I tried to buy The Only Harmless Great Thing twice. After reading The Radium Girls it was recommended to me so I went to pre-order it, only to find I apparently had already done so, six months earlier. It was clearly a sign, so I made sure it didn’t sink to the bottom of my TBR. It’s also one of Tor’s fabulous novella length stories, which I am much enamored with.

They will see how we shine, and they will know the truth.

You may or may not be aware of Topsy the elephant and the real life Radium Girls but Brooke Bolander twists their stories together in an alternate history where elephants and humans have learned to communicate with each other via sign language. Topsy was an elephant, stolen from the wild and kept as an amusement at Luna Park on Coney Island. After killing a spectator, the real Topsy was sentenced to death, in this version of events she is sentenced to paint radium dials after the companies had to admit that the radium was dangerous.

If you don’t know who the Radium Girls were, well read my review of the book then come back here (and maybe buy that book because it’s amazing). Regan is an ex US Radium employee and is showing signs of poisoning. I think my feelings from reading about the real life women kept flooding back whenever she talked about it, so I am probably biased in my emotional reaction to this story.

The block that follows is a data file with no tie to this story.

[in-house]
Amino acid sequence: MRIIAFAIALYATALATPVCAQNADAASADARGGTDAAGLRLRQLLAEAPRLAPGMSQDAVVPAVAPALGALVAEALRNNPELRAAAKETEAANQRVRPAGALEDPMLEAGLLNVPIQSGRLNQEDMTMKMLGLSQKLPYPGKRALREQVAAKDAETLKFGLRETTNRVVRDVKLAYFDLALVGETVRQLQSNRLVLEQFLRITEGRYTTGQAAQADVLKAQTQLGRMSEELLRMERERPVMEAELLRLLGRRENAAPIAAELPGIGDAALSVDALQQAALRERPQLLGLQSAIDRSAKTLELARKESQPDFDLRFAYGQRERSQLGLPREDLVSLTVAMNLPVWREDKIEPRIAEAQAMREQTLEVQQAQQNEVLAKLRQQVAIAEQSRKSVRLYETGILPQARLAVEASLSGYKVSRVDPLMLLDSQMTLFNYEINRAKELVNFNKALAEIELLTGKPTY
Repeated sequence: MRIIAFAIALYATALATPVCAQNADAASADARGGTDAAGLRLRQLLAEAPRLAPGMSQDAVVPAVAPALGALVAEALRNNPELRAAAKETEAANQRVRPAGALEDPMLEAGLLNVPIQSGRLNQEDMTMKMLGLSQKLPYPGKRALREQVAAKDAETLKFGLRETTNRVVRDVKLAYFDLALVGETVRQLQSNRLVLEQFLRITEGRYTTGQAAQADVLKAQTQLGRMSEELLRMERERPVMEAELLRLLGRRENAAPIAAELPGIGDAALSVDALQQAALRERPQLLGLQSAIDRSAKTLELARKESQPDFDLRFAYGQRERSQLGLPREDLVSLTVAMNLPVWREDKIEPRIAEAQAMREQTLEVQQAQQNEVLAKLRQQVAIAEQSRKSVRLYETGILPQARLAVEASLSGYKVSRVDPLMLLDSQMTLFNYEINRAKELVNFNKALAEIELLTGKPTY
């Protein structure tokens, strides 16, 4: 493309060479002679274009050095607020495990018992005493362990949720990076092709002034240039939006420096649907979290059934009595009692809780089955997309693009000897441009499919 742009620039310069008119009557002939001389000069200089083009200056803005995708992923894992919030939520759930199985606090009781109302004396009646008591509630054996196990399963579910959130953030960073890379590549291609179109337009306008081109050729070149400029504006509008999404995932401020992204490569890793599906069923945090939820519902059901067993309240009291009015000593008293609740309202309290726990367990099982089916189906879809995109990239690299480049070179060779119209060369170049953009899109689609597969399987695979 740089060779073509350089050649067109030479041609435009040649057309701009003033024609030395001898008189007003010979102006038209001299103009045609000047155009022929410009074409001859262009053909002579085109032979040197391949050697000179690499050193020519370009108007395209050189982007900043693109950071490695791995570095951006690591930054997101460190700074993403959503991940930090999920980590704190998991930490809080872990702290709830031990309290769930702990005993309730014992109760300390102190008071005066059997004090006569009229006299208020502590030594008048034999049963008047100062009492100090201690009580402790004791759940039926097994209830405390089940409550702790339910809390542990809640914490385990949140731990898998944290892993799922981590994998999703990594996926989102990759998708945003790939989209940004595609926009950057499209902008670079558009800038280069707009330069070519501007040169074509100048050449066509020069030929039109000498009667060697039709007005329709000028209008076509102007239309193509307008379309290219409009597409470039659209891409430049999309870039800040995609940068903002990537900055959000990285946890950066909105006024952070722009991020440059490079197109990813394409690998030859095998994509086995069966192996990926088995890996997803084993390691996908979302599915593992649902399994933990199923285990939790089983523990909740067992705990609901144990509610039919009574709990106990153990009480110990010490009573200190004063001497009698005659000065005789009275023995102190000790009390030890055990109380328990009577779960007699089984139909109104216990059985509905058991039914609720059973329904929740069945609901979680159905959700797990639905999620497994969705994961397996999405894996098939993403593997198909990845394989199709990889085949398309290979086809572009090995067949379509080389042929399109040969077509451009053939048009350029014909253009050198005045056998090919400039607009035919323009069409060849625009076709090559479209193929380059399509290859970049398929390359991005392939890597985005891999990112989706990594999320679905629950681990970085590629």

Their noses were stumpy, ridiculous things and they couldn’t smell the Wrongness, even as they rubbed it across their teeth and faces. All they could see was how bright it looked, like sunlight through new leaves.

It is a bit weird and won’t be for everyone. It’s split between a sort of folk tale from the elephants’ point of view, Reagan and Topsy and a future scientist working on a way to make people remember about nuclear contamination. It plays on the idea that an elephant never forgets, with the folk tale suggesting that they pass on stories across generations, a sort of genetic memory. And because of the radium elephants, people in this alternate world associate elephants with radiation.

It is a very sudden ending, even though all the threads build up to that moment, it still felt a bit like I was missing a chapter. I’d have quite liked an epilogue in the very distant future. I’m glad I read it and would consider reading longer works from Brooke should she write them.

Goodreads | Amazon | Wordery

Book Source: Purchased